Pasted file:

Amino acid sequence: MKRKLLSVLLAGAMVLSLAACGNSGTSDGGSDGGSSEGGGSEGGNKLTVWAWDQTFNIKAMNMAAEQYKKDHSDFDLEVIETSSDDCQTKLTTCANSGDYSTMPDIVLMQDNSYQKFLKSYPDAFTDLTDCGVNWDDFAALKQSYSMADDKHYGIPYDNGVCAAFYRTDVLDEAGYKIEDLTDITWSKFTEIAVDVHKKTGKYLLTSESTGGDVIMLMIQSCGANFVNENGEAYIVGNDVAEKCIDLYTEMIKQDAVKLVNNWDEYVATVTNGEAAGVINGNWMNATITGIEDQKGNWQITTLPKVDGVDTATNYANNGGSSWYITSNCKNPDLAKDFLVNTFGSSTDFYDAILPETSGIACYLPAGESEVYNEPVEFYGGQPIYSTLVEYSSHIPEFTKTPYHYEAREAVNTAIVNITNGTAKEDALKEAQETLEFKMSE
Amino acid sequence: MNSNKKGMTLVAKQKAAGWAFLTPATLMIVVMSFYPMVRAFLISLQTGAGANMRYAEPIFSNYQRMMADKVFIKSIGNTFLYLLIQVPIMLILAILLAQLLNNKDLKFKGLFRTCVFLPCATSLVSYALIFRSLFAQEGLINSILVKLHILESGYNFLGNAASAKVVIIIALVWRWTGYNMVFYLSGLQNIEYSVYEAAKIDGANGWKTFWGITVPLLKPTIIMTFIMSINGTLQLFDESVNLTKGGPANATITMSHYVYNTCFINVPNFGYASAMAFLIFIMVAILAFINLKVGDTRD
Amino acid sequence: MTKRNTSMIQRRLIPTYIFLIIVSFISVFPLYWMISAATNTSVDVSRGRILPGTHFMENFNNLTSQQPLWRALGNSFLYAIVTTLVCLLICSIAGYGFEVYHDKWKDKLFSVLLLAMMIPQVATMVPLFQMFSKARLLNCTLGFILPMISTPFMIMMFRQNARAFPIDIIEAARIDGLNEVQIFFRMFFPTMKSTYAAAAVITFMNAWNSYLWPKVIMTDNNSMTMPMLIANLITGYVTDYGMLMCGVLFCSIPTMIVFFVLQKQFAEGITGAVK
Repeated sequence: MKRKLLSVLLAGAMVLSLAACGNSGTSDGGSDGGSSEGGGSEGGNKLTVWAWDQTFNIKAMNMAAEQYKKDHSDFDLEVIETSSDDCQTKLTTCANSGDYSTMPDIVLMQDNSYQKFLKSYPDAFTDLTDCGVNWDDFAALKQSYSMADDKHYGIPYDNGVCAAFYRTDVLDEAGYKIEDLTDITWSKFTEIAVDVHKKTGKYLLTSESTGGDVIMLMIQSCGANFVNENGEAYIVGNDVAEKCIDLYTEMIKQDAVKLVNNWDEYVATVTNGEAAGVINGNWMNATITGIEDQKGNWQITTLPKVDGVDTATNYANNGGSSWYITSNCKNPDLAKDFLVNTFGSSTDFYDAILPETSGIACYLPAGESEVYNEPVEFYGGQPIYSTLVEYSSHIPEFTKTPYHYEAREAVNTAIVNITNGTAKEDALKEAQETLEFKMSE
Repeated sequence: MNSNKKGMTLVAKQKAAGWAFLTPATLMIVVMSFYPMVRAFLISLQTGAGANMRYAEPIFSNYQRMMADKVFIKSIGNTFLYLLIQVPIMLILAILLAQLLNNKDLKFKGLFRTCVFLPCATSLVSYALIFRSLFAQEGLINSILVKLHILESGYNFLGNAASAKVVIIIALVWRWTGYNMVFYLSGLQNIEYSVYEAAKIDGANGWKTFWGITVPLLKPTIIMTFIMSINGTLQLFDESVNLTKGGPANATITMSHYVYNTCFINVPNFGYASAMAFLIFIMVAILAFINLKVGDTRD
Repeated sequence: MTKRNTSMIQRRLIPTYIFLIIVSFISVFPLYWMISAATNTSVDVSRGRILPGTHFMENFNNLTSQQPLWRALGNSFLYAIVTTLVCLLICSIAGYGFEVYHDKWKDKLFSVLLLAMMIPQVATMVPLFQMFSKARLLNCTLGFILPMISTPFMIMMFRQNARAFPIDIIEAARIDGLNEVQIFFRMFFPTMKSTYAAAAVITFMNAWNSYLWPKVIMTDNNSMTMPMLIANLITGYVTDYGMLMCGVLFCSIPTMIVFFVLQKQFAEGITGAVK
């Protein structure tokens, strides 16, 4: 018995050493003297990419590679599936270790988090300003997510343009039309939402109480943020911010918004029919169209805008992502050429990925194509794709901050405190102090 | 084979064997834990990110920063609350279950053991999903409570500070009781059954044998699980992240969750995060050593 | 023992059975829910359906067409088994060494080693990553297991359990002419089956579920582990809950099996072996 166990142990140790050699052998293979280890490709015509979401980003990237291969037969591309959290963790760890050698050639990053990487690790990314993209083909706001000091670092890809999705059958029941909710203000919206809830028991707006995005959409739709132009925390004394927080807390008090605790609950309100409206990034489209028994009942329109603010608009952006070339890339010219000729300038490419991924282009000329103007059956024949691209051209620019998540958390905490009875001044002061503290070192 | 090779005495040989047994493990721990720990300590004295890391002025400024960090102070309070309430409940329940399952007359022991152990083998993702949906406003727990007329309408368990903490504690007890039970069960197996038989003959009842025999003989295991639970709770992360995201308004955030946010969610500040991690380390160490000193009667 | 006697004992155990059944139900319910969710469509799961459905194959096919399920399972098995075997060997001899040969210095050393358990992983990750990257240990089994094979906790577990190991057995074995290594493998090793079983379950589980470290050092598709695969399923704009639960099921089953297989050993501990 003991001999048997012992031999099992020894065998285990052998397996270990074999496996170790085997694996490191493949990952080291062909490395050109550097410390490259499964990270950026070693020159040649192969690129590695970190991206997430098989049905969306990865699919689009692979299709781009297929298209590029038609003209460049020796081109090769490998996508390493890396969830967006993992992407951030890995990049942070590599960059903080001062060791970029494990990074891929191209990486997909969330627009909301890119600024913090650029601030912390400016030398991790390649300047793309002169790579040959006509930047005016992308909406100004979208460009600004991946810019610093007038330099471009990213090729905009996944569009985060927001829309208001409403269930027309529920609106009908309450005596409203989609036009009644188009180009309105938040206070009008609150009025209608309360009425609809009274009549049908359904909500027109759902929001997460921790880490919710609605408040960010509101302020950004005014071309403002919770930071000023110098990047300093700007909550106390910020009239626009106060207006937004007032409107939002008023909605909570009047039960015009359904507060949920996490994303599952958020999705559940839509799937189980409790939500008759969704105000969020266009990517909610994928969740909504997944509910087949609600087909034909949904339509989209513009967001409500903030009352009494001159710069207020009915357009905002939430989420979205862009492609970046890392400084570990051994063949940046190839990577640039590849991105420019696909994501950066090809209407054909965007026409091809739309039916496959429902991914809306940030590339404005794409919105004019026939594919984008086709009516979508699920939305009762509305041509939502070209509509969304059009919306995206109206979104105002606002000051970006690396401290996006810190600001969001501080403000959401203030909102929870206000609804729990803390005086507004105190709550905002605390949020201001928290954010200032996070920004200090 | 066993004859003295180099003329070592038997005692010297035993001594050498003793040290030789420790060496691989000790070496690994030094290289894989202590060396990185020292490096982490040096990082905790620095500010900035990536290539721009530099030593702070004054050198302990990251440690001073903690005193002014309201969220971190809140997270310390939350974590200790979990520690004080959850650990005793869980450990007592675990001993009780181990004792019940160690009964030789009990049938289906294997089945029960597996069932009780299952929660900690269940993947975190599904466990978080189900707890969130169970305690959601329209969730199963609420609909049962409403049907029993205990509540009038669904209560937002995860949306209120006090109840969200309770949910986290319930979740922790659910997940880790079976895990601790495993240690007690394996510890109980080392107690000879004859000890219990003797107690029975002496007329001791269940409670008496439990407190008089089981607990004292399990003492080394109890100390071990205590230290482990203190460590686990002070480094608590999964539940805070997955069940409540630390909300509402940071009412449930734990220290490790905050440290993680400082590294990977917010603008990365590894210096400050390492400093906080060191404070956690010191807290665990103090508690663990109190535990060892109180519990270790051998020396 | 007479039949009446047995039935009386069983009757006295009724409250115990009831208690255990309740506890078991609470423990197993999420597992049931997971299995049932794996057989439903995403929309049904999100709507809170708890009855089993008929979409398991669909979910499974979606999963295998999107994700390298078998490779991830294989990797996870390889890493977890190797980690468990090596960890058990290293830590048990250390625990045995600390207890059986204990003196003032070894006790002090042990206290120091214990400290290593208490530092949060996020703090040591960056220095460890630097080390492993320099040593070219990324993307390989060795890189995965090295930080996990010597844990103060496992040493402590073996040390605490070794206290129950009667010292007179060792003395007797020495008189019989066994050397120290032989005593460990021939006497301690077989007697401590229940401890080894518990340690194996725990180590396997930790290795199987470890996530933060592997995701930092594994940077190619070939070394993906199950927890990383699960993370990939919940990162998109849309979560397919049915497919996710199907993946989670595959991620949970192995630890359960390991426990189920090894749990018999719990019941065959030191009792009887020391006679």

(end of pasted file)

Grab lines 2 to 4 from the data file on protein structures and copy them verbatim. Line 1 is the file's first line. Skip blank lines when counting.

Amino acid sequence: MNSNKKGMTLVAKQKAAGWAFLTPATLMIVVMSFYPMVRAFLISLQTGAGANMRYAEPIFSNYQRMMADKVFIKSIGNTFLYLLIQVPIMLILAILLAQLLNNKDLKFKGLFRTCVFLPCATSLVSYALIFRSLFAQEGLINSILVKLHILESGYNFLGNAASAKVVIIIALVWRWTGYNMVFYLSGLQNIEYSVYEAAKIDGANGWKTFWGITVPLLKPTIIMTFIMSINGTLQLFDESVNLTKGGPANATITMSHYVYNTCFINVPNFGYASAMAFLIFIMVAILAFINLKVGDTRD
Amino acid sequence: MTKRNTSMIQRRLIPTYIFLIIVSFISVFPLYWMISAATNTSVDVSRGRILPGTHFMENFNNLTSQQPLWRALGNSFLYAIVTTLVCLLICSIAGYGFEVYHDKWKDKLFSVLLLAMMIPQVATMVPLFQMFSKARLLNCTLGFILPMISTPFMIMMFRQNARAFPIDIIEAARIDGLNEVQIFFRMFFPTMKSTYAAAAVITFMNAWNSYLWPKVIMTDNNSMTMPMLIANLITGYVTDYGMLMCGVLFCSIPTMIVFFVLQKQFAEGITGAVK
Repeated sequence: MKRKLLSVLLAGAMVLSLAACGNSGTSDGGSDGGSSEGGGSEGGNKLTVWAWDQTFNIKAMNMAAEQYKKDHSDFDLEVIETSSDDCQTKLTTCANSGDYSTMPDIVLMQDNSYQKFLKSYPDAFTDLTDCGVNWDDFAALKQSYSMADDKHYGIPYDNGVCAAFYRTDVLDEAGYKIEDLTDITWSKFTEIAVDVHKKTGKYLLTSESTGGDVIMLMIQSCGANFVNENGEAYIVGNDVAEKCIDLYTEMIKQDAVKLVNNWDEYVATVTNGEAAGVINGNWMNATITGIEDQKGNWQITTLPKVDGVDTATNYANNGGSSWYITSNCKNPDLAKDFLVNTFGSSTDFYDAILPETSGIACYLPAGESEVYNEPVEFYGGQPIYSTLVEYSSHIPEFTKTPYHYEAREAVNTAIVNITNGTAKEDALKEAQETLEFKMSE